St. Dominic celebrated the first General Chapters in 1220 and 1221 on the solemnity of Pentecost. If the brothers were to embrace the apostolic way of life, then they too must adapt the apostolic way for making decisions for the entire Order. The communitarian form of government (LCO VI) which Dominic gave to the Order is also a gift to the Church, for the mission of the Order is to help build the Church, the body of Christ.


Chapters – general, provincial, conventual – are instruments for building communion. They provide space for confronting challenges the brothers face, for seeking consensus on divisive matters, for discerning the best possible ways to serve the mission of the Order at a particular moment and place, and more importantly, for mutual listening and learning, as brothers.


Ignatius of Antioch, in his letter to the community in Ephesus, says that members of the Church are σύνοδοι, “companions on the way”, by virtue of the dignity of baptism and their friendship with Christ.[3] We, Dominicans, are also synodoi, “itinerant companions”, brothers and sisters in-mission-together to preach the Word-incarnate. As we celebrate the culmination of the 800th anniversary of the first general chapters of the Order (1220, 2021) I have requested Brother Timothy, Fray Carlos and Frère Bruno to share their thoughts and reflections on their concrete experiences of the General Chapters in the Order, how General Chapters have become instruments of unity and communion, for the sake of the preaching mission of Order. As Masters of the Order, they have been, and continue to be “synodoi”, companions in the journey of the Order, in its “communal itinerancy”. As we read their reflections, we will find common fundamental insights, but the context and content of their experiences would be different, hence, the same, yet different.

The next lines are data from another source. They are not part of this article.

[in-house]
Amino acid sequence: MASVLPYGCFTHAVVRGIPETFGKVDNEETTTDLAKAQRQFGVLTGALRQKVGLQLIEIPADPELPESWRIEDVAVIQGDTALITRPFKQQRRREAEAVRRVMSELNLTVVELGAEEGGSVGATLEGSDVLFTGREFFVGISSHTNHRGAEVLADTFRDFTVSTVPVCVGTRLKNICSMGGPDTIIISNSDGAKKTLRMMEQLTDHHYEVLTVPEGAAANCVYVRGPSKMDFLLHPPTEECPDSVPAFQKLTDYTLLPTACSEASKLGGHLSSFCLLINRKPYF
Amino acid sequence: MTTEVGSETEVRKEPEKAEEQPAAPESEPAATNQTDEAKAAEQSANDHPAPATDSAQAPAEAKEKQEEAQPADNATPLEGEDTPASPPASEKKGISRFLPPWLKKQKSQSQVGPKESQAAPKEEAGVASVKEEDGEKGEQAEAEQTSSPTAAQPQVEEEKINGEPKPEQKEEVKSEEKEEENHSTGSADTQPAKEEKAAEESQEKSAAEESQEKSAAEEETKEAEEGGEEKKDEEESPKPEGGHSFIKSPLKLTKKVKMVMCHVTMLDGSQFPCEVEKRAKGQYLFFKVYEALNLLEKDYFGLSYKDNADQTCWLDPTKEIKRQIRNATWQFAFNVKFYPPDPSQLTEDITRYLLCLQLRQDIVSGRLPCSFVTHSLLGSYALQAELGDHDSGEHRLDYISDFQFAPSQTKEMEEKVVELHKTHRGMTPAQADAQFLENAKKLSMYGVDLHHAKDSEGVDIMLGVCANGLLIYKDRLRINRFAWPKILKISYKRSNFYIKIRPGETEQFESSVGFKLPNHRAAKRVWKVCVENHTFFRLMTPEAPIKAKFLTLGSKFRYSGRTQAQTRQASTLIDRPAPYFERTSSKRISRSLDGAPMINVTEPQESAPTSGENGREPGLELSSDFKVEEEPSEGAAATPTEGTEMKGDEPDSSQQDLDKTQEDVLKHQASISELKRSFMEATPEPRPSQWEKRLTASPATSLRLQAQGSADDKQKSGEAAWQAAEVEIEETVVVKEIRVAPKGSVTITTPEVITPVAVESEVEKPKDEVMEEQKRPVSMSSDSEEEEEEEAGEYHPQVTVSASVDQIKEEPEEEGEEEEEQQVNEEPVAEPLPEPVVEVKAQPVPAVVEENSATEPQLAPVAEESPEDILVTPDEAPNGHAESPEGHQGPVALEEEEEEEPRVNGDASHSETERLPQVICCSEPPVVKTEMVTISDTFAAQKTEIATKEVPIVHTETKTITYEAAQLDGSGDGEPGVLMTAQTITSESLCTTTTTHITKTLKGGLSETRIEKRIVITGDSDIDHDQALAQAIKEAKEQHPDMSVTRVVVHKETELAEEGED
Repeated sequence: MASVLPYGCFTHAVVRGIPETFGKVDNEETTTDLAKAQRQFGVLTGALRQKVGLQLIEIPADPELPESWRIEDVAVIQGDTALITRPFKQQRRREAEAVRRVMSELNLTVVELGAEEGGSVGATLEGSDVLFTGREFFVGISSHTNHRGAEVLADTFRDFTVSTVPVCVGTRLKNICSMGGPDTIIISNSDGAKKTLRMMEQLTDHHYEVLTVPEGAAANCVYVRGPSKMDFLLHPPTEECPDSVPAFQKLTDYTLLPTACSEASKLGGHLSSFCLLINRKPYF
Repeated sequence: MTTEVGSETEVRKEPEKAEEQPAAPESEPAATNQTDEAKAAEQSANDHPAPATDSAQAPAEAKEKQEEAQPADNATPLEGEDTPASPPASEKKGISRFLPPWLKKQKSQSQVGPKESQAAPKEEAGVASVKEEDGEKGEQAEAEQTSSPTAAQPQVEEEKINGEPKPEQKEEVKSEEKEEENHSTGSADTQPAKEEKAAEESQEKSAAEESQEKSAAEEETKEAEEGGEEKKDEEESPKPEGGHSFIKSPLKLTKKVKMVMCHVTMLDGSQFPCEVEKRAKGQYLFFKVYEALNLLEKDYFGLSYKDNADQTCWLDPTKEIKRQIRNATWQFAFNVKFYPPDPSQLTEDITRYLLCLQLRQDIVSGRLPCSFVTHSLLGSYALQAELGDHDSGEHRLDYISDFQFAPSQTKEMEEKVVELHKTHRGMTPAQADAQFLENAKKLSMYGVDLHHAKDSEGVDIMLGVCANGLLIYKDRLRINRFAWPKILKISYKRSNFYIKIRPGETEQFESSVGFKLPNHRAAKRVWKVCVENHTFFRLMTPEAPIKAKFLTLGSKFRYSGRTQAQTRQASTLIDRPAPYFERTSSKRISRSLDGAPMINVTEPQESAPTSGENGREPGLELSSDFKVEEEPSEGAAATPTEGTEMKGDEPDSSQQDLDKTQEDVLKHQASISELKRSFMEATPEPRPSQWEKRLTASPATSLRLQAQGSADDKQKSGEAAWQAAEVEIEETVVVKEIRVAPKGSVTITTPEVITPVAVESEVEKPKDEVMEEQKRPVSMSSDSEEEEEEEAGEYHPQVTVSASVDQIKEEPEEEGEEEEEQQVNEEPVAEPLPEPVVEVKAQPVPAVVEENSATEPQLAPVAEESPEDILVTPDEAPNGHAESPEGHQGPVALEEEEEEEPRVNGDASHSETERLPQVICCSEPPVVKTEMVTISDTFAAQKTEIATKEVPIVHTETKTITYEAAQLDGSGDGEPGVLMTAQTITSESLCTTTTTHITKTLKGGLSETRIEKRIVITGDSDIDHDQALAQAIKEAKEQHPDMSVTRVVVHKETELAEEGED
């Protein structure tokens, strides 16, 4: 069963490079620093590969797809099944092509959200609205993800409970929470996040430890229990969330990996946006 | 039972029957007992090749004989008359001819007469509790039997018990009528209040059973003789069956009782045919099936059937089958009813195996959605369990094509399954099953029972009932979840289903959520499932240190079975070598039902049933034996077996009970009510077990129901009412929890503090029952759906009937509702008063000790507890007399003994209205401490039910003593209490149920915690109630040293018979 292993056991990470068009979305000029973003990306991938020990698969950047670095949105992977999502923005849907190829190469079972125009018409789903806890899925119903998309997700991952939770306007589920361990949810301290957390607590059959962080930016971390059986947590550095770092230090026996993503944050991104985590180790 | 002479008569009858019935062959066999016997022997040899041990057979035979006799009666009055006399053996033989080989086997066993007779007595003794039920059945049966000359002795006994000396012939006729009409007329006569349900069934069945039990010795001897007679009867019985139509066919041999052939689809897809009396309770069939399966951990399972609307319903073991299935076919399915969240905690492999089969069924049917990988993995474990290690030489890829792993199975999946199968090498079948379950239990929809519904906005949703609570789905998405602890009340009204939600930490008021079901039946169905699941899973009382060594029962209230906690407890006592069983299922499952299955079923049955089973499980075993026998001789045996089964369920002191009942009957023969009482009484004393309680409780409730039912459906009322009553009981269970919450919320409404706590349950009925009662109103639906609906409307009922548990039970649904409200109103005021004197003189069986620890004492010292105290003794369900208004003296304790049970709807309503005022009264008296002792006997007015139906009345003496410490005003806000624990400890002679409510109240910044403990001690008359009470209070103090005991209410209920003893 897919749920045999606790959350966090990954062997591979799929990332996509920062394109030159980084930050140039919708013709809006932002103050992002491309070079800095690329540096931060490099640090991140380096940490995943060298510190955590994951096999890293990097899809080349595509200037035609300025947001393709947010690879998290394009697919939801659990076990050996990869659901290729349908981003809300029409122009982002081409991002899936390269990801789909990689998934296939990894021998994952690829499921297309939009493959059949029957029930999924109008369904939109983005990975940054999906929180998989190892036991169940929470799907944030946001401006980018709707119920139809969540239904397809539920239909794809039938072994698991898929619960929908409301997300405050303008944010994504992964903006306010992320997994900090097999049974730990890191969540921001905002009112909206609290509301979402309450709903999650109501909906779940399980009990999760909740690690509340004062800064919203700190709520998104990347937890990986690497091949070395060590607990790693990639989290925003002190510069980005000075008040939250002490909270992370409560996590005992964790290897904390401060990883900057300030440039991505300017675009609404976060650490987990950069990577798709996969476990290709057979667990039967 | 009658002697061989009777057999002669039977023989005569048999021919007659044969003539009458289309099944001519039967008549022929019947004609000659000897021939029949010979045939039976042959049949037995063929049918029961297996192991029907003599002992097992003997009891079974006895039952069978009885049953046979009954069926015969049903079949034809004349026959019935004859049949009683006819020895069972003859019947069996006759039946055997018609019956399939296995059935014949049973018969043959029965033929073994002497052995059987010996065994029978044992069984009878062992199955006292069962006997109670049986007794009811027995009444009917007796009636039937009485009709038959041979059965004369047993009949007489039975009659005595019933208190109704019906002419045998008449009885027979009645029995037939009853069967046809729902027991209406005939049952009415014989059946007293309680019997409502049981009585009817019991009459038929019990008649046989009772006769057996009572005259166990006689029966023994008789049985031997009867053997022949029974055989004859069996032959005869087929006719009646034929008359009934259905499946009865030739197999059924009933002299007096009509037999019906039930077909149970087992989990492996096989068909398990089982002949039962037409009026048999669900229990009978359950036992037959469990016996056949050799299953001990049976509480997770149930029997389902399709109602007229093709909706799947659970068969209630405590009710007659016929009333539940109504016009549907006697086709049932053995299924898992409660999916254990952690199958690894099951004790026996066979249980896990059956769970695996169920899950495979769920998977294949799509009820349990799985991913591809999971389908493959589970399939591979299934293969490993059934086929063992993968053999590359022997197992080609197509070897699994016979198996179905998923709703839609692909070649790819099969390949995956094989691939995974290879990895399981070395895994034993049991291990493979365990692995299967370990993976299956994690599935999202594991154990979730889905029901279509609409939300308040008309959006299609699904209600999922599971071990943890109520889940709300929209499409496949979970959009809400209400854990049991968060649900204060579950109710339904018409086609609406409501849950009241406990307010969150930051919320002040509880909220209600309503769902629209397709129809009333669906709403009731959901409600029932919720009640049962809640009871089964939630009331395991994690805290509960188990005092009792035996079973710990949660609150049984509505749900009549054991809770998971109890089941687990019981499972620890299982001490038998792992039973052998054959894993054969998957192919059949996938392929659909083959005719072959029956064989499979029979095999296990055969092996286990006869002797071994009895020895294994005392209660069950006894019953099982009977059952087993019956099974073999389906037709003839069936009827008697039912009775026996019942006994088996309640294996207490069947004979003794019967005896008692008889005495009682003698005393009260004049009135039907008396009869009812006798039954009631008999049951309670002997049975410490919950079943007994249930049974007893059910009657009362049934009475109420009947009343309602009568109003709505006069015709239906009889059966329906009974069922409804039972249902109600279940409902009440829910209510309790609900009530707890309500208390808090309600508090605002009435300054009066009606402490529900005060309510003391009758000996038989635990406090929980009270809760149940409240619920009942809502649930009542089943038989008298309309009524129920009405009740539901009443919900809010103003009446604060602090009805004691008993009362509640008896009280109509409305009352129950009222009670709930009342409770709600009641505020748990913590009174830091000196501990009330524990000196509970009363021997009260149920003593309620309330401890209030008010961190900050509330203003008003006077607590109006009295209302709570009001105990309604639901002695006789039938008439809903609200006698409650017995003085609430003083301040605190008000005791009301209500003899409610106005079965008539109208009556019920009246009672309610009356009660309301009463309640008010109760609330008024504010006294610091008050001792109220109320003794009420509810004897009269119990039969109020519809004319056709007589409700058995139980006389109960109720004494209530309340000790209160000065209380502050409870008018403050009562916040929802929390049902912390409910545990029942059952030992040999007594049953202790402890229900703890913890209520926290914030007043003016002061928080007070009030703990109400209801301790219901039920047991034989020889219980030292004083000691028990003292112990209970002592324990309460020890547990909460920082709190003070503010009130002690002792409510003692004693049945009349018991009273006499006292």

Br. Gerard Timoner, OP



Br. Timothy Radcliffe, OP

Our form of government embodies the gospel that we are sent to preach. It is an expression of our brotherhood, and before there were brothers, there were sisters. ‘Brother’ and ‘Sister’ are the oldest and most fundamental titles in Christianity. They speak of our membership of Christ’s family. One of the earliest biographies of St. Dominic is to be found in the Vitae Fratrum, ‘The lives of the brethren’. It is utterly fitting that the Order of preachers should be founded by someone who claimed to be no more than one of the brethren. This embodiment of brotherhood was vastly appealing to the cities to which we were first sent which in Dominic’s time were in turmoil. The old vertical relationships of feudalism were weakening. The culture of deference was on the wane. Merchants were travelling all over Europe and beyond. A mini-globalisation in progress. It was said of the friars that ‘the world was their cell and the ocean their cloister.’[4] Their identity as brethren was in itself a preaching of the Gospel in this new world.


Marie-Dominique Chenu OP argued that every time there is a revival of the faith, the word ‘brother’ resurfaces. ‘The typical word of the first Christian communities finds again its full meaning: people are called brother (or sister) in confrontation with social inequalities, and with all the utopic charge of the words. The head of the Dominican team arriving in Paris was still called, in accordance with custom, “Abbot”. Within three months, this title was dropped and he was called, “brother prior’.[5]And so it was right that a recent General Chapter of the Order ordained that the proper title for all the friars of the Order is ‘brother’, as you, our Brother Gerard, gently remind us.